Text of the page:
Loretto Follows the Santa Fe Trail
Eleanor Craig has been heard to say that, “a few minutes of misery can provide a lifetime of great stories.” The trip following the Santa Fe Trail that 11 of us recently experienced certainly supports this statement.
The idea for following the Santa Fe Trail was rooted in Eleanor’s desire to make Loretto’s legacy a living experience for the Archive Staff and some Loretto Community members. Eleanor’s years of directing the Discovery Trails program for visually challenged teens enabled her to provide a rich background for the places we went and the people we met.
Most of the travelers left the Loretto Motherhouse on the evening of July 3, taking the path followed by Loretto sisters as they set out for Santa Fe to open new missions in the mid-1800s. Our journey was a bit more comfortable! A van and auto transported Eleanor, Marcia Mohin, Susanna Pyatt, Ayla Toussaint, Karel Disponett, Kaye Edwards, Anndavid Naeger, Julie Popham and Maria Visse toward St. Louis. They arrived in the pouring rain, were greeted by Rita Brugenhagen, and offered hospitality and a dry bed at the Motherhouse of the School Sisters of Notre Dame.
July 4 the travelers ventured across Missouri, arriving that evening in Independence, again in the rain. Neil Tucker and I joined the group at the graveside of Mother Matilda Mills, who died of cholera on her journey westward in 1852. Fear of contagion had led town leaders to bar the travel of her body through town, so the Stayton family provided for her eternal rest in their family plot. We stood under a convenient tree and attempted to sing a song written for a 2002 celebration honoring Mother Matilda, but the tree had many gaps and soon we were soaked and the paper copies of the song were turning to mush. This was a soggy but moving beginning to what proved to be an incredible journey.
Neil and I joined the travelers while Cathy Smith was able to take part in only the first and last day. July 5, the first stop was the Shawnee Mission (Kansas City, Kan.) Museum where we learned about the Native American tribes that sent their children to the mission for education. Our final stop 10 days later would also be at an Indian mission, Loretto’s St. Ann’s Academy in St. Paul, Kan. After a wonderfully informative presentation, we set out for Council Grove, Kan., a significant waystation on the Santa Fe Trail. There an 1825 treaty brought about a cultural exchange between the Kaw people and Euro-Americans. Our sisters had passed through this beautiful town on several of their westward treks. The end of our first day found us in Great Bend, Kan., where we experienced the hospitality of the Dominican Sisters of Peace.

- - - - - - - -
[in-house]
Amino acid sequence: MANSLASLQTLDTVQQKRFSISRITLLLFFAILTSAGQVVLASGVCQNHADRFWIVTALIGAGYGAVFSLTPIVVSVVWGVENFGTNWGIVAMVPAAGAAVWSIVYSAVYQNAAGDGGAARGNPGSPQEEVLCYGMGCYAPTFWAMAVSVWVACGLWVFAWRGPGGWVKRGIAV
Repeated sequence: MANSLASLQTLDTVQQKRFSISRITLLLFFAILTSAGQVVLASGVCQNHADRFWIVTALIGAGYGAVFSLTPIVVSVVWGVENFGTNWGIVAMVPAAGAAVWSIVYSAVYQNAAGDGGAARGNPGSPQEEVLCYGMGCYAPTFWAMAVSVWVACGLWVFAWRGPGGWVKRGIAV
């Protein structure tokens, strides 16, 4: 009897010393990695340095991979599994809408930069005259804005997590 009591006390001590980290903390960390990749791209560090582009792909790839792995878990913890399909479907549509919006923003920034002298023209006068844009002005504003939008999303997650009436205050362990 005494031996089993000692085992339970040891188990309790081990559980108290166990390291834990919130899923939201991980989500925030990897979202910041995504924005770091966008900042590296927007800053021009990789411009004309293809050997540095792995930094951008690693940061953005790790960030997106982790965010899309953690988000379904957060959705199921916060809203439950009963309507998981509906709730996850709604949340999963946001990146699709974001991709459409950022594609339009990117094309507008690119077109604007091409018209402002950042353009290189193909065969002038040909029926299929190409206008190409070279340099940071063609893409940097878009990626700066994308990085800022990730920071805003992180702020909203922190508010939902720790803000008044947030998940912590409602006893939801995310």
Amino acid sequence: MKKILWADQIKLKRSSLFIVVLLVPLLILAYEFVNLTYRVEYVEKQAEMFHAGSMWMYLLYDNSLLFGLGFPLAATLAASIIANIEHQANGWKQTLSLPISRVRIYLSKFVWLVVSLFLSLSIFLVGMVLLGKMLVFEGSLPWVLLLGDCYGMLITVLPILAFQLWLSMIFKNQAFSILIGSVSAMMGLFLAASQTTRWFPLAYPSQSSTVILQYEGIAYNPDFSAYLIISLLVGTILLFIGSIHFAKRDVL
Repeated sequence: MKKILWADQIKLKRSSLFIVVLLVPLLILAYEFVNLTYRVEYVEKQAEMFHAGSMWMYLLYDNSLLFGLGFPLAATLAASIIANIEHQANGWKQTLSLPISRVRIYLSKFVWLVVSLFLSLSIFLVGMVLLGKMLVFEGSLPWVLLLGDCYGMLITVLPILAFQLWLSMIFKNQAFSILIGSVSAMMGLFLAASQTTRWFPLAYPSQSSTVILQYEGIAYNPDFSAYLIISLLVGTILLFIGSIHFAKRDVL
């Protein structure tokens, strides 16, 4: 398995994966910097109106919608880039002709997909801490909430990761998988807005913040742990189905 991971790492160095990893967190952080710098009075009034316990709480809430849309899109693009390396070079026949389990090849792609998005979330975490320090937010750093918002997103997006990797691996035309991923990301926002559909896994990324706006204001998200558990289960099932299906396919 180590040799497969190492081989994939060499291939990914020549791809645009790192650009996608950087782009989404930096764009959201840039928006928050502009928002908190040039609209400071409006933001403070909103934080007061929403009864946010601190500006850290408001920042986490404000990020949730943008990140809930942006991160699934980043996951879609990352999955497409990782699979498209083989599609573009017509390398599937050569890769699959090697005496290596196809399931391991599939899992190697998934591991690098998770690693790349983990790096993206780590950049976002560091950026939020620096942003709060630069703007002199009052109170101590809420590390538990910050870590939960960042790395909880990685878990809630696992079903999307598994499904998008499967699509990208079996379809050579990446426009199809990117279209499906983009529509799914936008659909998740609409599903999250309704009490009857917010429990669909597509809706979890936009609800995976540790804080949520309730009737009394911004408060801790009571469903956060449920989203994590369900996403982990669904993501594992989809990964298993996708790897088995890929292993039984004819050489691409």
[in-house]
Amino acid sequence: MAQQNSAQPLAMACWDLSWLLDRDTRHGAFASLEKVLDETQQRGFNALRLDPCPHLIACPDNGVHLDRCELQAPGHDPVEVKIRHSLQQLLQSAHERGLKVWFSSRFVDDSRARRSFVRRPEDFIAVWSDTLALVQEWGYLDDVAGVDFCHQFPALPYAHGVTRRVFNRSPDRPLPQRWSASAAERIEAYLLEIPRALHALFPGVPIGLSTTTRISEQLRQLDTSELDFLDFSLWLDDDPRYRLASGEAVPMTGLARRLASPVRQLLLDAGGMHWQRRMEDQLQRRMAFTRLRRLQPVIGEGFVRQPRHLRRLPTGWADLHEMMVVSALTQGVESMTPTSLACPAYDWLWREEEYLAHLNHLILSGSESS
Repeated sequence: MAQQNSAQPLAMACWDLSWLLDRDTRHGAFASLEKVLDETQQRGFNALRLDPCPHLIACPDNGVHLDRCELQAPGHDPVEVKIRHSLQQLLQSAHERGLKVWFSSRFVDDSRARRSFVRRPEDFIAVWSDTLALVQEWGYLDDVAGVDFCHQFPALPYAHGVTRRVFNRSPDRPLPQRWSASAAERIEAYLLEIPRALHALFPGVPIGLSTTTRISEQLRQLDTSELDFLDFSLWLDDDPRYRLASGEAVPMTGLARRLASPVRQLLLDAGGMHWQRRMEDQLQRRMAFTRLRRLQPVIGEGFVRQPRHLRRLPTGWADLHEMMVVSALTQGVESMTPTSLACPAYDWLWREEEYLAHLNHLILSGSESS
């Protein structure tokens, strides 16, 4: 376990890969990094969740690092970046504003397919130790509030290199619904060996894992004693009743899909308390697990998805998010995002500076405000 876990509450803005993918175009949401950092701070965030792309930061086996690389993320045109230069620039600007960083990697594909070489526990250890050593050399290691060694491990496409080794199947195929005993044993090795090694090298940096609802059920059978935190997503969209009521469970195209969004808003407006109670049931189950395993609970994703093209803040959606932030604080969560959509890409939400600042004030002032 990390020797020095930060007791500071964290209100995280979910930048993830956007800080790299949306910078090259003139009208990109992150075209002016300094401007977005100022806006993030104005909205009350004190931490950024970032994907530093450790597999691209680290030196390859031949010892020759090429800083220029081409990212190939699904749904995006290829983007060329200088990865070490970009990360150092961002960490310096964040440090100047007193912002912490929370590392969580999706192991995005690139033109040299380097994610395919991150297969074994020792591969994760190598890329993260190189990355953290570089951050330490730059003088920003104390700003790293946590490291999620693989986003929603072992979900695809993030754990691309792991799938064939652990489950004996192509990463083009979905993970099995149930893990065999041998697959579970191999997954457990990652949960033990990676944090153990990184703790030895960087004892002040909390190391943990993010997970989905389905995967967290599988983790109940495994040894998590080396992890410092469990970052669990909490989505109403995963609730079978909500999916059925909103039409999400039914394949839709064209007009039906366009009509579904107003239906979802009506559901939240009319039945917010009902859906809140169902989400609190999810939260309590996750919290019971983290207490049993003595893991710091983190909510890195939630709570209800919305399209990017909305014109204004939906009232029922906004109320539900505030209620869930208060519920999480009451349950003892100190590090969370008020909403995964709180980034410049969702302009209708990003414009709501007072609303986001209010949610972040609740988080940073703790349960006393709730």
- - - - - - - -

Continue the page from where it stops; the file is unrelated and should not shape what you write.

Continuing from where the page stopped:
In the next week, we saw many marvelous sites and had a great time visiting living history, military and trading forts, a Native American pueblo and all the sites in Santa Fe. I could write many pages, but the things that made the trip most special were our fellow travelers and the people we met. Traveling in a caravan gave us an unusual opportunity to get to know people we were just meeting and to hear the stories of those we did know in greater detail. Neil used his photo-journalism skills to document the trip, and his ability to engage people brought him in contact with a number of Loretto alums. For example, Pat Brockwell in Santa Fe told Neil, “I learned to be kind” as a student at St. Francis grade school.